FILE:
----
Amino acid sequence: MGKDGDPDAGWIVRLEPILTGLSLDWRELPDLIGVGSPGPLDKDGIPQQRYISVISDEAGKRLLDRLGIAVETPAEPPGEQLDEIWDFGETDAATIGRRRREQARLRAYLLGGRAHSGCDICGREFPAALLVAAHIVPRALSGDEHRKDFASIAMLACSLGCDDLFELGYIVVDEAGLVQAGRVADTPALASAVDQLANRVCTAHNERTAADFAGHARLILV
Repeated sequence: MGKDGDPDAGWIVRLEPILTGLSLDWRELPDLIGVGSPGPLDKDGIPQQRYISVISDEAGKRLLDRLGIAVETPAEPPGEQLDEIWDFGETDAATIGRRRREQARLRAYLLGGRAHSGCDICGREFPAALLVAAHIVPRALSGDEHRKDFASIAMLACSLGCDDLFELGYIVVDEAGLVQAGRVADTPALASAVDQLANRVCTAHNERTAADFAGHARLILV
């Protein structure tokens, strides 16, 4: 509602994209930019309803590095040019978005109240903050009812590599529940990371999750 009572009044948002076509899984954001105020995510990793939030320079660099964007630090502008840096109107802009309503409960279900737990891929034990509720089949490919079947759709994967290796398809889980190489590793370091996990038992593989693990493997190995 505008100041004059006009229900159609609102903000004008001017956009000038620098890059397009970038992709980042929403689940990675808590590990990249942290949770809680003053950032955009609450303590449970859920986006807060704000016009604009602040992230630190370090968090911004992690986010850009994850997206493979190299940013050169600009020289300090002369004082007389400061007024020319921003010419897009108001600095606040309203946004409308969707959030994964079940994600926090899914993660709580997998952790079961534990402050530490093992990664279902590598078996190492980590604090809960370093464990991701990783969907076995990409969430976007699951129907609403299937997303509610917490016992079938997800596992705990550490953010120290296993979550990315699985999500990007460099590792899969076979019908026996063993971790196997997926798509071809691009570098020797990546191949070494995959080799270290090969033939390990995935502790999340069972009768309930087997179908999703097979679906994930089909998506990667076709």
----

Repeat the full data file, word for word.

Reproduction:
Amino acid sequence: MGKDGDPDAGWIVRLEPILTGLSLDWRELPDLIGVGSPGPLDKDGIPQQRYISVISDEAGKRLLDRLGIAVETPAEPPGEQLDEIWDFGETDAATIGRRRREQARLRAYLLGGRAHSGCDICGREFPAALLVAAHIVPRALSGDEHRKDFASIAMLACSLGCDDLFELGYIVVDEAGLVQAGRVADTPALASAVDQLANRVCTAHNERTAADFAGHARLILV
Repeated sequence: MGKDGDPDAGWIVRLEPILTGLSLDWRELPDLIGVGSPGPLDKDGIPQQRYISVISDEAGKRLLDRLGIAVETPAEPPGEQLDEIWDFGETDAATIGRRRREQARLRAYLLGGRAHSGCDICGREFPAALLVAAHIVPRALSGDEHRKDFASIAMLACSLGCDDLFELGYIVVDEAGLVQAGRVADTPALASAVDQLANRVCTAHNERTAADFAGHARLILV
């Protein structure tokens, strides 16, 4: 509602994209930019309803590095040019978005109240903050009812590599529940990371999750 009572009044948002076509899984954001105020995510990793939030320079660099964007630090502008840096109107802009309503409960279900737990891929034990509720089949490919079947759709994967290796398809889980190489590793370091996990038992593989693990493997190995 505008100041004059006009229900159609609102903000004008001017956009000038620098890059397009970038992709980042929403689940990675808590590990990249942290949770809680003053950032955009609450303590449970859920986006807060704000016009604009602040992230630190370090968090911004992690986010850009994850997206493979190299940013050169600009020289300090002369004082007389400061007024020319921003010419897009108001600095606040309203946004409308969707959030994964079940994600926090899914993660709580997998952790079961534990402050530490093992990664279902590598078996190492980590604090809960370093464990991701990783969907076995990409969430976007699951129907609403299937997303509610917490016992079938997800596992705990550490953010120290296993979550990315699985999500990007460099590792899969076979019908026996063993971790196997997926798509071809691009570098020797990546191949070494995959080799270290090969033939390990995935502790999340069972009768309930087997179908999703097979679906994930089909998506990667076709």